Finding Ground: Patience and Persistence Pay Off When Purchasing Rural Property

Reader Contribution by RenÉE Benoit
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The land around Sonoita, Ariz., has amazing grazing and beautiful vistas. Photos by Renee Benoit

Don’t Tell Me It’s Under Contract!

We’re living on a fixed income so this is the way it goes: you look and you look. You look at this property here. Too much clean up. You look at that property there. The soil is not soil, it’s rocks. Then you find a property that looks perfect, you call the agent and it’s already under contract.

My advice to you is cultivate patience when you have to stick to a budget in the purchase of property. In contrast to the city where there are many homes on the market, in the country the homes are few and far between, and to make matters more challenging in our particular situation, we have to find property that is suitable for horses. No sides of mountains for us!

How Our Property Search Began

We sold our small ranch in the Central Valley of California in 2020. We did all right. We had fixed the place up very nicely and within five days we had four offers. We accepted one offer and 45 days later it closed. We banked our profit against the time when we would want to settle down so we would have a hefty down payment. Then we hit the road in our travel trailer to:

1. Have fun, and

2. Scout areas where we might like to live.

The first place we found that we both loved was Montana. What a beautiful state! However, we ruled out Montana because of the hard winters there. Then we saw some nice areas around the Big Horn Mountains in Wyoming but ruled that out for the same reason.

Then we wended our way south through Utah, Colorado, New Mexico and Arizona and eventually settled on southeast Arizona as a really good area to check out in depth. Because of the altitude and southerly location, it had the right weather – not too hot and not too cold. The elevation helped with the heat and the southerly latitude helped with the cold and, believe it or not, Arizona has some mighty fine soils and water depending on where you look. For example, around the delta of the Colorado river near Yuma it’s a truck farming paradise.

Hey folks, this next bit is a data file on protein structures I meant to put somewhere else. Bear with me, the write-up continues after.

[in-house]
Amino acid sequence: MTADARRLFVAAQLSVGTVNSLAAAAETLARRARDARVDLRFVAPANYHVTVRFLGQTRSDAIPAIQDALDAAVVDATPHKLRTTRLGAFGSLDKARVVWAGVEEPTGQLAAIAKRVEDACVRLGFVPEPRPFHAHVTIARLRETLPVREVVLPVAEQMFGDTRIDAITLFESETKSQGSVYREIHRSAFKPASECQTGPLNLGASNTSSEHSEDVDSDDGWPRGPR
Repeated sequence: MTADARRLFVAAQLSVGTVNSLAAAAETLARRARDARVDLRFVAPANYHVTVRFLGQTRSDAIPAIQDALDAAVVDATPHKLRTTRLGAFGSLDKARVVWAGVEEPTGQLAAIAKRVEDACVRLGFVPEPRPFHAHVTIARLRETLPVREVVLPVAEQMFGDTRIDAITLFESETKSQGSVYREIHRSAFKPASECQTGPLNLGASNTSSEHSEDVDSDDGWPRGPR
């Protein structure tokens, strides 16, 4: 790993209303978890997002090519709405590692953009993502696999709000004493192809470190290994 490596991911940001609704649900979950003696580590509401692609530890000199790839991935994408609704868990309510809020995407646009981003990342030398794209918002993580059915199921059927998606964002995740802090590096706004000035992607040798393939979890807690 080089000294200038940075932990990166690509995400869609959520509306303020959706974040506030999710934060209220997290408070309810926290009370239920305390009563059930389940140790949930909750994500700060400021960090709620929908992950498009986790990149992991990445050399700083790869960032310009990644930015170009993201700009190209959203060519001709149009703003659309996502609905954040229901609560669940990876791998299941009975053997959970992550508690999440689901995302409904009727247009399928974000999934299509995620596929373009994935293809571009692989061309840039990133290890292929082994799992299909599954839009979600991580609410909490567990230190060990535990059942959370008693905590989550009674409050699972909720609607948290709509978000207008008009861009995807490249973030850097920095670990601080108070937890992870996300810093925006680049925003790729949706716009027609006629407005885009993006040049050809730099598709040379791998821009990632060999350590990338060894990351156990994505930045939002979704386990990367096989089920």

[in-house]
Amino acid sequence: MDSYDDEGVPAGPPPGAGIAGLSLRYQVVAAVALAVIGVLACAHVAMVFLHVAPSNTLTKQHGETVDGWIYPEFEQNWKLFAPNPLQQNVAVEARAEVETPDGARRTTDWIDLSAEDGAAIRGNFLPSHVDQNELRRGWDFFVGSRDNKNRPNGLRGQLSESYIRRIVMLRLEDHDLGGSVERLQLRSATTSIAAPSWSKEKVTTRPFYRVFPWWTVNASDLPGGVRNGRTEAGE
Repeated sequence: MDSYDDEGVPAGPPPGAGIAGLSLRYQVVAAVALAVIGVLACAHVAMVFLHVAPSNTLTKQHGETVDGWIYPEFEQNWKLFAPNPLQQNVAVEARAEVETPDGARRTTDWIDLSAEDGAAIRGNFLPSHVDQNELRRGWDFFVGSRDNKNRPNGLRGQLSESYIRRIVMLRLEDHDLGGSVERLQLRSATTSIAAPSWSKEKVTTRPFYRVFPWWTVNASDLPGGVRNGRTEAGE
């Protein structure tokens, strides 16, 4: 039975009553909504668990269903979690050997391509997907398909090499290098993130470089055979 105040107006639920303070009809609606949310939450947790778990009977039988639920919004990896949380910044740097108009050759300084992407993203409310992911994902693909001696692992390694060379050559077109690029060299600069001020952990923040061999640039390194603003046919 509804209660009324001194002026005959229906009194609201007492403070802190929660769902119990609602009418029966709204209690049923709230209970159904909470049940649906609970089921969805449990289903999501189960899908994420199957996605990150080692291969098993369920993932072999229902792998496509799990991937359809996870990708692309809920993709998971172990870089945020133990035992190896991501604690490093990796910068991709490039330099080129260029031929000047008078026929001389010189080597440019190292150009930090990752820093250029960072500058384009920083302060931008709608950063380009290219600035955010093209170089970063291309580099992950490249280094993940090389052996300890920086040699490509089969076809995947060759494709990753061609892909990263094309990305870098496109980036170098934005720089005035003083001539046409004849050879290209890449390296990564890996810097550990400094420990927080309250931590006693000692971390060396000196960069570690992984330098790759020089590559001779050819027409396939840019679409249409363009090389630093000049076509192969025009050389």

A beautiful field of yummy broccoli near Yuma, Arizona

Finding an Affordable Country Property

Then it came down to finding affordable property. We had $150,000 in cash which means we could make a hefty down payment and finance a little bit to make up the difference.

We crunched the numbers to see if we could buy bare land and add in the basic necessities: well, septic and power. It turned out that buying something that already had utilities was going to work better for our budget. For example, drilling a new well is not 100% predictable. Drilling is charged by the foot and you never know how deep you will have to drill and even if you will actually hit good potable water! Your local well driller will have a ballpark idea.

Power can be very costly. If power is already on the property you’ll be ahead of the game. If it’s not, then you have to pay the power company to put in a pole and conduit. If you can’t bring the line from the pole to the house yourself then you have to pay the power company to bring it. This can be very costly. There’s the alternative of off grid with solar and wind but keep in mind that this has up-front costs, so it all depends on your situation. If you’re way off the road, off grid is most likely the best solution. Otherwise, it’s a toss-up. Hopefully, the power pole is at your property line and not across the road or, heaven forbid, a mile away.

In the final analysis we decided that finding a property with everything already on it made the most financial sense to us.

There is so much that goes into buying property and this is just the tip of the iceberg. Hopefully, this will give you something to think about. People get emotional about property purchases but unfortunately the cold hard truth is that you can’t afford to get emotional. Yes, love your property but don’t let it overwhelm your ability to think about the truth of it. If the truth is not 100% positive then you need to cultivate the ability to walk away. The good thing is this: the earth is big and there will always be another property. Be patient. It’s like baseball. Just keep stepping up to the plate. You might get a foul, strike or walk but eventually you’ll hit a home run.


Renée Benoitis a writer, artist, ranch caretaker and dedicated do-it-yourselfer who currently lives in a 26-foot travel trailer with her husband, a cat, and two dogs while they travel the Western United States in search of beautiful, peaceful vistas and hijinks and shenanigans. Connect with Renée atRL Benoit, andread all of her MOTHER EARTH NEWS posts.


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